Trump Fails To Honor Veterans 100 Years After WWI
Trump fails to honor the nation’s veterans. Tensions rise in Gaza, North Korea’s secret missile bases, an Ebola outbreak in the DRC, and a summit for Libya’s future.
Today’s stories you might’ve missed:
1. President Trump was mostly a no-show at celebrations commemorating both the 100-year anniversary of the end of World War I this weekend, as well as Veterans Day commemorations on Monday. Trump traveled to Paris for the ceremony and was present during a speech by French President Emmanuel Macron that decried the modern surge of nationalism which was responsible for millions of deaths a century ago (Trump recently proudly identified himself as a nationalist.) Trump did not stay for the ensuing peace conference, nor for a procession down the Champs-Elysee by dignitaries from all other countries involved in WWI. He also missed a visit to a US cemetery outside of Paris. Rain and a greater deference for Parisian traffic than fallen soldiers were given as an excuse, which drew widespread criticism.
On Monday, the Trump administration again let rain hinder the President’s ability to venerate veterans. Despite a professed love of generals, these actions are indicative of the way Trumps really feels about America’s military service members. Between mocking war heroes, insulting gold star families, and calls for a vanity-fueled military parade, Trump has consistently shown a callous indifference to those who serve in the country’s armed forces. America’s veterans deserve better.
2. A covert attack in the Gaza Strip by Israeli security forces has killed seven Palestinians, including a Hamas commander, as well as one Israeli officer. While Israel has not revealed the purpose of the operation, it appears likely it was a botched intelligence gathering exercise against Hamas, the faction ruling Gaza which Israel considers a terrorist group. Israel has blockaded Gaza since Hamas took power in 2006, and has killed more than 200 people there this year alone, mostly due to disproportionately lethal responses to protests at the border. Rockets were launched into Israel in response to the attack this weekend, a common occurrence when violence flares up. The two sides have gone to war three times; a fourth iteration seems all too likely.
3. North Korea has been keeping as many as 20 ballistic missile bases operational, according to a report by the Center for Strategic and International Studies, a think tank. One of the sites is just 135 km from the South Korean capital of Seoul. There is no immediate threat of launches from these sites at the moment. However, the revelations diminish hopes of progress on denuclearization after a summit between Trump and North Korean leader Kim Jong Un in June. This was also probably the reason for Secretary of State Mike Pompeo to cancel meetings with North Korean officials last week. Trump’s declaration in June that he neutralized the North Korean threat now seem horribly premature.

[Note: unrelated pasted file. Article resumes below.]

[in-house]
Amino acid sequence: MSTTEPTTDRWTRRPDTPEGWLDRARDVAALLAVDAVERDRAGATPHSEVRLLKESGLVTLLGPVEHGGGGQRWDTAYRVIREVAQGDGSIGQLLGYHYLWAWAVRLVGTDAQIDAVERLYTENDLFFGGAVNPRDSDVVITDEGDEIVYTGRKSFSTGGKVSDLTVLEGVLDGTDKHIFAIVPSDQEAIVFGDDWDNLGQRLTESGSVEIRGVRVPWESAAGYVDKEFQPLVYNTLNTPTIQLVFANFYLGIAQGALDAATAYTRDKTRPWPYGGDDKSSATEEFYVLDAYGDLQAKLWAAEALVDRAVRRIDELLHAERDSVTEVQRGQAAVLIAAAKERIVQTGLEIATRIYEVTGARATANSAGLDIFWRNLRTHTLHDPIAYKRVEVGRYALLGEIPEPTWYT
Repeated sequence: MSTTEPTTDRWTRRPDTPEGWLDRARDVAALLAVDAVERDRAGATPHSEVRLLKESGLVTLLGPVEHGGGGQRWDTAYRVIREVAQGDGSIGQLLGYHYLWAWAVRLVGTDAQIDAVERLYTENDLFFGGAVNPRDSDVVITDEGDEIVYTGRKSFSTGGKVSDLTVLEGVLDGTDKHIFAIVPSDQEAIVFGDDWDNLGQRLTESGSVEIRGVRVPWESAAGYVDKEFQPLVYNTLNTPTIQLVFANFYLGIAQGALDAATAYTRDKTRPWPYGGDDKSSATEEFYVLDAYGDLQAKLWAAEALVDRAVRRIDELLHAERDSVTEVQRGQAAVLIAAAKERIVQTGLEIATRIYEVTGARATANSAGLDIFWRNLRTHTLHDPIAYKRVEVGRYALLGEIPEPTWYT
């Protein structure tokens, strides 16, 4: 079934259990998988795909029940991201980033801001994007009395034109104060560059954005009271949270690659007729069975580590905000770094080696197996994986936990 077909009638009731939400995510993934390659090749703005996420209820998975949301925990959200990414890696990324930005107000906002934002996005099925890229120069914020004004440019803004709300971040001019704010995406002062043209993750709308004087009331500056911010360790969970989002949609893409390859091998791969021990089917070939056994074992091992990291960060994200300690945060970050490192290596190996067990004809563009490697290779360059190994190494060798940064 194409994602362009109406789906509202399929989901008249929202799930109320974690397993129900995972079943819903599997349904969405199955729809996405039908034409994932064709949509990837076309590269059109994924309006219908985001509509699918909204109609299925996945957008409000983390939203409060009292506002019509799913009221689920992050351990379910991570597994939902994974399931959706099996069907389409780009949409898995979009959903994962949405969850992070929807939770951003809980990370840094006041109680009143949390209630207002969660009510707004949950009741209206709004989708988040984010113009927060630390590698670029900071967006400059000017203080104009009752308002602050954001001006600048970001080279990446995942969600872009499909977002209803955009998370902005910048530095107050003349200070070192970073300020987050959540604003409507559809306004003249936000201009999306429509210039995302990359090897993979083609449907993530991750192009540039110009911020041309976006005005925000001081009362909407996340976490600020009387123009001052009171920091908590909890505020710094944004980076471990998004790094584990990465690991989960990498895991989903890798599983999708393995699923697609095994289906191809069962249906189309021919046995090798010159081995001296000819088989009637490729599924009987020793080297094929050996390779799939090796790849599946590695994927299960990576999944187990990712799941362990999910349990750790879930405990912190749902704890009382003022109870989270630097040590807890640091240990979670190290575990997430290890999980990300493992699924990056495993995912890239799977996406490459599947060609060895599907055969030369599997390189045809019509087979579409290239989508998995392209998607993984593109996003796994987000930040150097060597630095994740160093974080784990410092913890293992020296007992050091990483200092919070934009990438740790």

4. The Democratic Republic of Congo is experiencing its worst-ever Ebola outbreak, which has been going on since August. Over 200 people have died from the disease so far in the eastern part of the country, and more than 300 cases have been reported. Health workers have been able to vaccinate about 27,000 people over the last few months, but are facing numerous difficulties, notably from threats from warring militias in the region. Internal fighting over mineral-rich lands has left 1 million people internally displaced in this part of the country; these people are particularly vulnerable to exposure.
5. A summit over a potential resolution to the Libyan conflict began today in the Italian city of Palermo. Libya has been in disarray since the ouster and murder of Muammar Gaddafi in 2011, with militias fighting to carve up swathes of the country. The government recognized by the UN is in control of Tripoli, the capital, but not much else, while militia commander General Khalifa Haftar controls much of the eastern part of the country, which has also had a notable presence of Islamic State fighters. The instability has made Libya a haven for a host of criminal activity, including arms trafficking and modern-day slavery. Libya has also been the main point of departure for many migrants trying to gain asylum in the EU, hence the interest for a resolution.
The UN-backed government and Haftar agreed for elections to be held next month, however, this seems far from likely. The standoff between the two sides will be juxtaposed with the jockeying between France and Italy, as both vie for influence over the process, not least because of the country’s huge oil and gas deposits. Don’t expect the summit to yield many breakthroughs.